Jesus in 2D

In the course of a casual conversation a friend mentioned a book he was reading that had him rethinking his picture of Jesus [I haven’t read the book]. I don’t know how much my friend had read but at this particular point the projected image of Jesus was that of “playful”.

Certainly the author had read the Bible enough to know that no such description is applied to Jesus which is why, through a bit of spiritual extrapolation, he discovered “playful” Jesus by observing that Jesus spent most of His time with 12 other guys {exercise your sanctified imagination}. Along this line of thinking I would surmise other “proofs” could be found in Jesus’ love of children, his ability to tell a good story, and his use of sarcasm.

Now I don’t doubt for a moment that Jesus smiled and laughed or that he was anything but a dour personality. However, I must admit a significant level of discomfort when I hear someone promoting a novel description of Jesus:

1. These new pictures of Jesus are akin to what C. S. Lewis called “chronological snobbery”. That is, it gives the impression that previous generations of Christians were oblivious to some espoused truth that only now has come to light. Maybe there’s a reason why 1000s of years church teaching never saw fit to describe Jesus as “playful”. [just as an aside, it’s interesting to note how often reviews and blurbs of these novelty books invite the reader to “discover” this new truth which apparently had been hidden in previous generations]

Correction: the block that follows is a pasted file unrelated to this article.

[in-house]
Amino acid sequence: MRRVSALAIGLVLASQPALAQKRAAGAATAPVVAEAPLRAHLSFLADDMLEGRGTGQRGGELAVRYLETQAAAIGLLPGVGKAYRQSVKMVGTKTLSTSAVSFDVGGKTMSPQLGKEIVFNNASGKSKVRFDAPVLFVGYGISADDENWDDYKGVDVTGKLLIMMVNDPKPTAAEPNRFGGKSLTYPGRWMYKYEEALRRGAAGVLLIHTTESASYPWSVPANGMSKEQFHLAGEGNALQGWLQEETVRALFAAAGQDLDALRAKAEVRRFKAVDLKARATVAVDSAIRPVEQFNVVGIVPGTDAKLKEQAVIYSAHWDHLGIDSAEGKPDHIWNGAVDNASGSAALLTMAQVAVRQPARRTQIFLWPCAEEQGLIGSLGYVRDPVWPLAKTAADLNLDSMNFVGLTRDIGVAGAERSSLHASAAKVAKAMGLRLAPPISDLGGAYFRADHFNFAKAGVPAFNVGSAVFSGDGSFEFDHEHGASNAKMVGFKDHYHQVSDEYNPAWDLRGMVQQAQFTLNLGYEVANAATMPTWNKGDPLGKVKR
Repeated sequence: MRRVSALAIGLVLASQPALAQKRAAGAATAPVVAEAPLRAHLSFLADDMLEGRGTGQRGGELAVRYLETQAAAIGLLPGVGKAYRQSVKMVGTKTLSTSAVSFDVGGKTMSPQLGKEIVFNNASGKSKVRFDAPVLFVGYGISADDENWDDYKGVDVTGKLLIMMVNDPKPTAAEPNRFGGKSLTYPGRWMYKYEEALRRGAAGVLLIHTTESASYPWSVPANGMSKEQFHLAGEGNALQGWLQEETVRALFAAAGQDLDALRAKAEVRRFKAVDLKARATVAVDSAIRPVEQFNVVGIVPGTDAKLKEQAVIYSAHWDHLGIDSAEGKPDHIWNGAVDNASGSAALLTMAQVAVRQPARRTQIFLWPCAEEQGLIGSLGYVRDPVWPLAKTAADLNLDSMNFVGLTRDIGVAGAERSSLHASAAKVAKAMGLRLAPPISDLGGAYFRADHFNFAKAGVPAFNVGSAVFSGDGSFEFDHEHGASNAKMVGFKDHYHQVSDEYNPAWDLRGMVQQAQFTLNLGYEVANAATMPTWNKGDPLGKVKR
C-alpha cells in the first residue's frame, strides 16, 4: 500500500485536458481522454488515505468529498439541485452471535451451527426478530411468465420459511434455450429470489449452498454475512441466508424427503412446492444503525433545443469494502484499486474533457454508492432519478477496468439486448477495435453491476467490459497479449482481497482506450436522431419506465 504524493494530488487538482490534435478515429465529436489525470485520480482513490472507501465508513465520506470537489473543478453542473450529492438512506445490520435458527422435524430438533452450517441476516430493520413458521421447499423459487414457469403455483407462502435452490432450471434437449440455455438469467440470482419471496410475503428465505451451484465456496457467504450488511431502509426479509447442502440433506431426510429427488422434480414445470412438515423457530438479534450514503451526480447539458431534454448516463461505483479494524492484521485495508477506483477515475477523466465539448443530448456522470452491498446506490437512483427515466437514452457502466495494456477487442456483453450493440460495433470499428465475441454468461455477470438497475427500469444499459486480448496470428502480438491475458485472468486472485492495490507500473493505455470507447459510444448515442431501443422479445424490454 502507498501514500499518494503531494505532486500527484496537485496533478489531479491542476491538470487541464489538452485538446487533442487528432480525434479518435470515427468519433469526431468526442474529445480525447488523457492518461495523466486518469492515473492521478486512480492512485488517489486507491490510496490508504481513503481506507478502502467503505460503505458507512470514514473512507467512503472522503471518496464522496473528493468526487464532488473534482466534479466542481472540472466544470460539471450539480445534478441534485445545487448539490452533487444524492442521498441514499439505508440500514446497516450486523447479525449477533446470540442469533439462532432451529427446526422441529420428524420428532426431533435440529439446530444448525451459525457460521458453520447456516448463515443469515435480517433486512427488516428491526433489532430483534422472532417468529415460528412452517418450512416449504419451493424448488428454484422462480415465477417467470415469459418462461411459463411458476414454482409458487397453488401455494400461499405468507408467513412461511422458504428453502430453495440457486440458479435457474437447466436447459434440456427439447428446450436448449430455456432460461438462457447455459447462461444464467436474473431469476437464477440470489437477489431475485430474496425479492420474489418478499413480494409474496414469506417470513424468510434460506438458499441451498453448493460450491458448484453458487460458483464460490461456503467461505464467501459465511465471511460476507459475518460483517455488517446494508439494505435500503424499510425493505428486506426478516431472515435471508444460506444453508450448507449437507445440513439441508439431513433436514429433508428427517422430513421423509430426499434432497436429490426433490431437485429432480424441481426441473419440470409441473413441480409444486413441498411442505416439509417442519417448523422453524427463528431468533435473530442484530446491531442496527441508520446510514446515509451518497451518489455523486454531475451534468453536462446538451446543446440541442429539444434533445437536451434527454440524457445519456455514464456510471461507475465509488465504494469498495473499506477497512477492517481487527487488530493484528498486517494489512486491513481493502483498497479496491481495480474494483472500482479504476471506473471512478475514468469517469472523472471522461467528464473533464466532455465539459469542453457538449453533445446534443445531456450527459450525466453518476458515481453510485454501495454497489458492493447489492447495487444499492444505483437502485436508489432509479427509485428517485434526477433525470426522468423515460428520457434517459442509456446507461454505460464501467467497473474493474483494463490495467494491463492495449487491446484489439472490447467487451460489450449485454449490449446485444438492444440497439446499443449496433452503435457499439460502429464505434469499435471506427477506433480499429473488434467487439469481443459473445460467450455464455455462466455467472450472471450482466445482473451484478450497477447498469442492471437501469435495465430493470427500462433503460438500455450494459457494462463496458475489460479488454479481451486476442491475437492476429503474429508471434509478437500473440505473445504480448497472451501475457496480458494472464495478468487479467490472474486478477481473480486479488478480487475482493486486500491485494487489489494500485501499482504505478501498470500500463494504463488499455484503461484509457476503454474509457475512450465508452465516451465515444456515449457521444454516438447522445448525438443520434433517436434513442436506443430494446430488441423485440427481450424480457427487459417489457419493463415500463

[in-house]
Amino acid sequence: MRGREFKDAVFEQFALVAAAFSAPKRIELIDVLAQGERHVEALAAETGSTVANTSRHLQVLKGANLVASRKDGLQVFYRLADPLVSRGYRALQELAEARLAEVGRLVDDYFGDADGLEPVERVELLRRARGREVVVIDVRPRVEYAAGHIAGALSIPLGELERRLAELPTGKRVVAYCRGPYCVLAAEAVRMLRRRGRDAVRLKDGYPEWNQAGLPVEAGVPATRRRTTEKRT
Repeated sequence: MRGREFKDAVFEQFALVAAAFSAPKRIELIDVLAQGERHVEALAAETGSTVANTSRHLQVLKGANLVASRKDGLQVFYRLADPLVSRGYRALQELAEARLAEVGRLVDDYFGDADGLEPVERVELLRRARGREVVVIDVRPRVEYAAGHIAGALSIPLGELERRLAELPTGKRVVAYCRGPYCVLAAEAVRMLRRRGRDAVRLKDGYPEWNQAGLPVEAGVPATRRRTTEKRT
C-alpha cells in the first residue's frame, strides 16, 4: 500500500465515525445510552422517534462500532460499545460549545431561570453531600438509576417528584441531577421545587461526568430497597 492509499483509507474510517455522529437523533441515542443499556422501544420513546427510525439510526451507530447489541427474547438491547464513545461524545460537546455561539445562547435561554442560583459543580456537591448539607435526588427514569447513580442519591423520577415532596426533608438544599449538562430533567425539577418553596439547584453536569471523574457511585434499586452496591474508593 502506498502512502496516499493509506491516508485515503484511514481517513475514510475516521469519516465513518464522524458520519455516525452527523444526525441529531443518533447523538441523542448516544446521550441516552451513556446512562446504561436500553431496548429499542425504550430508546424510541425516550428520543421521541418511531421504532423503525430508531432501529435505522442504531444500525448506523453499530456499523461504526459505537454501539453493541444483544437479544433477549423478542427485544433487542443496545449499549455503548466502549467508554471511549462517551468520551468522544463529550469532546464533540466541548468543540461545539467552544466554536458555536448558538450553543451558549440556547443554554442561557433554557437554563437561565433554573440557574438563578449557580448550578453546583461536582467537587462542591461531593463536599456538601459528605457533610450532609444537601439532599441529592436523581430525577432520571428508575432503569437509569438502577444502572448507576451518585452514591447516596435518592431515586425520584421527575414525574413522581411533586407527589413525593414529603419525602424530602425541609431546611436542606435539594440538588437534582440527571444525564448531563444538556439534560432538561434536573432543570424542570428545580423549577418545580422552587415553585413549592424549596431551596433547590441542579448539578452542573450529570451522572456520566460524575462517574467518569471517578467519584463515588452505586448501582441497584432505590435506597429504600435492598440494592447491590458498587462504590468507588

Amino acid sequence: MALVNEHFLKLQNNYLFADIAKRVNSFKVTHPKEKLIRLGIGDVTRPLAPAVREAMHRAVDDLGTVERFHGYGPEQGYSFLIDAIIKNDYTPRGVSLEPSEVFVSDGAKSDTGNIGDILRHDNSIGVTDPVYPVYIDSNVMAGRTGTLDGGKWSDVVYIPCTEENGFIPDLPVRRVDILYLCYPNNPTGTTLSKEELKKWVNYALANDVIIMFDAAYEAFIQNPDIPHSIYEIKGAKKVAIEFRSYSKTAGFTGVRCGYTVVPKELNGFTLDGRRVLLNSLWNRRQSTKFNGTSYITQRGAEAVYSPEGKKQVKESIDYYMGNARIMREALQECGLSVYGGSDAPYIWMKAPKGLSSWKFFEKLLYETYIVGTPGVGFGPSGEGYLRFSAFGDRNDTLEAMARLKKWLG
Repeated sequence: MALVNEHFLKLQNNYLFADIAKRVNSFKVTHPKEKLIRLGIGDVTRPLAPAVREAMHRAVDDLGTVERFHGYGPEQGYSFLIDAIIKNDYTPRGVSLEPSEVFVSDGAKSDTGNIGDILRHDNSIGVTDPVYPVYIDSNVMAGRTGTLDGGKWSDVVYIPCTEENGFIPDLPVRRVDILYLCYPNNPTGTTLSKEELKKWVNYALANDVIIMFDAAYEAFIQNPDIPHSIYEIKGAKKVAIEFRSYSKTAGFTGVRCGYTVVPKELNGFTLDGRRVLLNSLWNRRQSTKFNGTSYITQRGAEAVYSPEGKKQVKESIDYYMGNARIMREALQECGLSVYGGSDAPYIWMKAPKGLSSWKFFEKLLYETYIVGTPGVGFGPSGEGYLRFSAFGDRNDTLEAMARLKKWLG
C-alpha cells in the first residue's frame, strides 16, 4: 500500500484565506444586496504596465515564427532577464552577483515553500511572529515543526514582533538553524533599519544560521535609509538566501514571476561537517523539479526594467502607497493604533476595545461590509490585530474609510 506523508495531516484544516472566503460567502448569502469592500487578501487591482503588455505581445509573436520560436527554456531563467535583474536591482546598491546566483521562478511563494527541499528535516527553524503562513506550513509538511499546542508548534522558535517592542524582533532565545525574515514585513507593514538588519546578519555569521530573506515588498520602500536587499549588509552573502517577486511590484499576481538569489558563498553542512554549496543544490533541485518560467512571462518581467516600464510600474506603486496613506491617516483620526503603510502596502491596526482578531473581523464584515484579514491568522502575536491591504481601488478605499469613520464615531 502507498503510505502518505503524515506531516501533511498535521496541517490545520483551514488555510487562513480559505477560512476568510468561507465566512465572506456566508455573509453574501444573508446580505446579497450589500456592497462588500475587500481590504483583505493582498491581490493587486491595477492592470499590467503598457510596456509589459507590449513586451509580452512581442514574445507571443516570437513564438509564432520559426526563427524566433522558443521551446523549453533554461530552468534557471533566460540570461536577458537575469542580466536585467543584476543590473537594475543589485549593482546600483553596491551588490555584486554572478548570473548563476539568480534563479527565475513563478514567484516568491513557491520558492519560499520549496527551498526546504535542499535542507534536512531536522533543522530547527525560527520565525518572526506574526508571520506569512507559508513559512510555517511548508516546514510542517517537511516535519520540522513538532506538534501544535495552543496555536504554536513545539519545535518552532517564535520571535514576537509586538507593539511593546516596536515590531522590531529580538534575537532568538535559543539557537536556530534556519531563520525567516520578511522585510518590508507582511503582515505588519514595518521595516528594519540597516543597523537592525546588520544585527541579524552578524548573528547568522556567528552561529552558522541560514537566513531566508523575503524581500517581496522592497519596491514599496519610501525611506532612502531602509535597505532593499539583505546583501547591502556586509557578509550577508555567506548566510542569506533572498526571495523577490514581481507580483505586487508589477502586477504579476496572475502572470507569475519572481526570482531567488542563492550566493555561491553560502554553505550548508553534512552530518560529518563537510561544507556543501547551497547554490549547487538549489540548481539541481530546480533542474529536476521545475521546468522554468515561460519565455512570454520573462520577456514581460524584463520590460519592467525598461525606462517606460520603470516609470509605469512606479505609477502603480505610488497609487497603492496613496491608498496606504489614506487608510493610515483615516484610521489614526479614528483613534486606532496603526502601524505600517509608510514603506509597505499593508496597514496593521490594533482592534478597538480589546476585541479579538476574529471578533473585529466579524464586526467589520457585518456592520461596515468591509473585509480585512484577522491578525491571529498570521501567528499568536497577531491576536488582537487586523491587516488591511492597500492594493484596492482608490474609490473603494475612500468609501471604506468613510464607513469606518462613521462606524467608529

2. New pictures frequently lack an appreciation for the distinction between the humiliated Son and the glorified Son. Consider that during the days of Jesus’ earthly humiliation John laid his head on Jesus’ chest (Jn 13:23) but when he saw the glorified Jesus John fell to the ground in fear (Rev 1:17).

3. New pictures–especially those that emphasize Jesus’ humanity–are colored almost exclusively by the Gospels rather than a broad reading of Scripture. At the very least this risks an imbalance in which Jesus’ humanity overshadows his divinity [I don’t think this is the normative impression one gets from reading the Gospels]. A full reading of the NT just doesn’t seem to lead one to the impression that Jesus is primarily a comfortable friend.

4. New pictures often speak where Scripture is silent. Closely related to #3, this practice usually comes by a narrow or selective reading of the Gospels. As narrative literature, the Gospels are rarely explicit on subjective details like facial expressions, tone of voice, inner motivation, etc. Consequently, readers often feel a certain freedom in applying his/her own spin on the unmentioned details.

Purveyors of these novel depictions of Jesus promise to deepen our love and respect for Him but I suspect that in the long run such pictures will diminish Him. Rather than marvel at His majesty we settle for sentimentality that is more flat than full.

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Author: Jonathan P. Merritt

Happily married father of six. Associate pastor for education at Edgewood Baptist Church (Columbus, GA). Good-natured contrarian and theological Luddite. A student of one book.

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